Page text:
If there is one positive for Humza Yousaf to take from the polls as he marks his first year in Bute House, it is that his approval ratings have not got any worse.

“Basically, it's a flat line,” Professor Sir John Curtice tells the Herald on Sunday.

“He's in negative territory, and he's, broadly speaking, in much the same negative territory as he was 12 months ago.”

READ MORE: Humza Yousaf lacks 'big vision' suggests Kate Forbes

Next Friday marks the anniversary of the SNP MSP being sworn in at the Court of Session as Scotland’s sixth First Minister and Keeper of the Scottish Seal.

Any hope he had for a gentle start to his time in office after a particularly bruising and divisive leadership contest was short-lived.

The Herald: Humza Yousaf takes the oath as he is sworn in as First Minister of Scotland at the Court of Session, Edinburgh (Jane Barlow/PA)

A week after the Lord President, Lord Carloway, administered the official oath of office, Peter Murrell, the husband of former first minister Nicola Sturgeon was arrested in connection with an investigation into SNP finances.

Police raided the party’s offices and the couple’s house in Glasgow. They seized a £110,000 luxury motorhome from outside the Fife home of Mr Murrell’s elderly mother.

The then SNP treasurer Colin Beattie and Ms Sturgeon were also subsequently arrested. All three were released without charge pending further investigation.

An investigation which continues to hang over the party.

And then there were all the other problems, the policy u-turns, the court defeat on the gender recognition reform bill, the disastrous result at the Rutherglen and Hamilton West by-election, the continuing scandal over Michael Matheson and his £11k iPad bill.

Even Alex Cole-Hamilton, the Scottish Liberal Democrat leader, admitted to "almost" feeling "a little sorry" for Mr Yousaf. 

"The SNP defied political gravity for many years but they are coming back down to earth with a bump," he said.

READ MORE: 'Nicola Sturgeon will definitely take part in SNP election campaign'

There have been some wins, notably the council tax freeze in which he saw off a rebellion from the country's town halls. His leadership on the Israel-Hamas war has won him plaudits and almost certainly forced Labour to call for a ceasefire. 

But if his first year was tough, his second looks set to be miserable.

There are plenty in the party who think he’ll be out of job before 2024 comes to an end, especially if the SNP loses a slew of MPs at the looming general election.

“Can he stay on as leader if we come out of this election having lost ten, 15, 20, 25 MPs?” one candidate told The Herald on Sunday. 

"Can he really survive that and then lead us into the 2026 Holyrood election?

“The only problem is, what’s the alternative?”

One SNP MSP told us the party was simply "tired".

“The First Minister is well-liked," they said.

“He is much more open to new ideas and dialogue than his predecessor.

“That said, he has not made the impact I would hope for.

“He has inherited significant issues. These issues will continue to dominate and that, alongside a sense of general tiredness means that there continues to be talk of who should be next.”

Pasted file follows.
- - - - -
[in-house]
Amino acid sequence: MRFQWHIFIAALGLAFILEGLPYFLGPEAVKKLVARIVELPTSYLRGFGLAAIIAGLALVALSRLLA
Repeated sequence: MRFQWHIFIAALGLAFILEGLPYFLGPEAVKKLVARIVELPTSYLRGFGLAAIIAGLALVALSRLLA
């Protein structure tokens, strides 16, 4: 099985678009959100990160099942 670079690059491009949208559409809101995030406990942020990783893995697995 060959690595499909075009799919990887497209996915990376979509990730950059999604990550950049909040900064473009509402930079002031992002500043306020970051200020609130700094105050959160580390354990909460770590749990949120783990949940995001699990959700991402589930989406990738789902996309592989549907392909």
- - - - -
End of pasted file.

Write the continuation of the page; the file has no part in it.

That was a criticism articulated by Kate Forbes on Thursday night on the Holyrood  Sources podcast.

“People need to be inspired by leadership,” she said. “They need to be inspired by the thought that things are going to get better. And this is going to be a challenging year all round. And as much as I back the party and the current first minister, we can only win elections if you have a big vision we can get behind.”

The former finance secretary who stood against and only narrowly lost to Mr Yousaf in the last leadership contest also suggested that she would run again when he stands down.

The Skye, Lochaber and Badenoch MSP is "highly capable," Professor Curtice said, "but also highly divisive." 

“The problem is, that the person who probably most outsiders would reckon might be best placed to do the job is Stephen Flynn,” he added.

The Herald:

The SNP’s Westminster leader is currently an MP and, without a by-election, won’t get to Holryood before 2026.

“Fundamentally Humza's problem is he's a very nice man who's intellectually able, but he doesn't have presence. And nobody can give him presence,” the polling guru added.

“Whereas Stephen Flynn is very clever and he's got presence. He is the best performer at PMQs at Westminster, and that's a pretty high bar.

“Now whether or not he would ever be any good as a minister or party leader, or more broadly, who knows, he’s untested.

“But one gets the impression that he's largely quelled discontent within the Westminster group. Though of course, the Westminster group are all scared as rabbits that they're going to lose their seats, but that's not necessarily his fault.”

READ MORE: LETTER OF THE DAY: Humza Yousaf must go after Labour, not the Conservatives

Mr Yousaf's big push for the election is to make Scotland “Tory free.” Despite - some slightly hypocritical - criticism from some of his own parliamentarians, it is a slogan and a strategy he is sticking with.

It has its merits but it is also problematic, says Professor Curtice.

“If you want to reduce the chances of the Tories being able to form an administration and be rescued in Scotland in a way that they arguably were in 2017, then you vote for the SNP in the six seats the Tories are trying to defend. I mean that's, that's the realpolitik of the situation.

“But equally, there’s no point in voting SNP in order to have a Tory free Scotland in Glasgow.”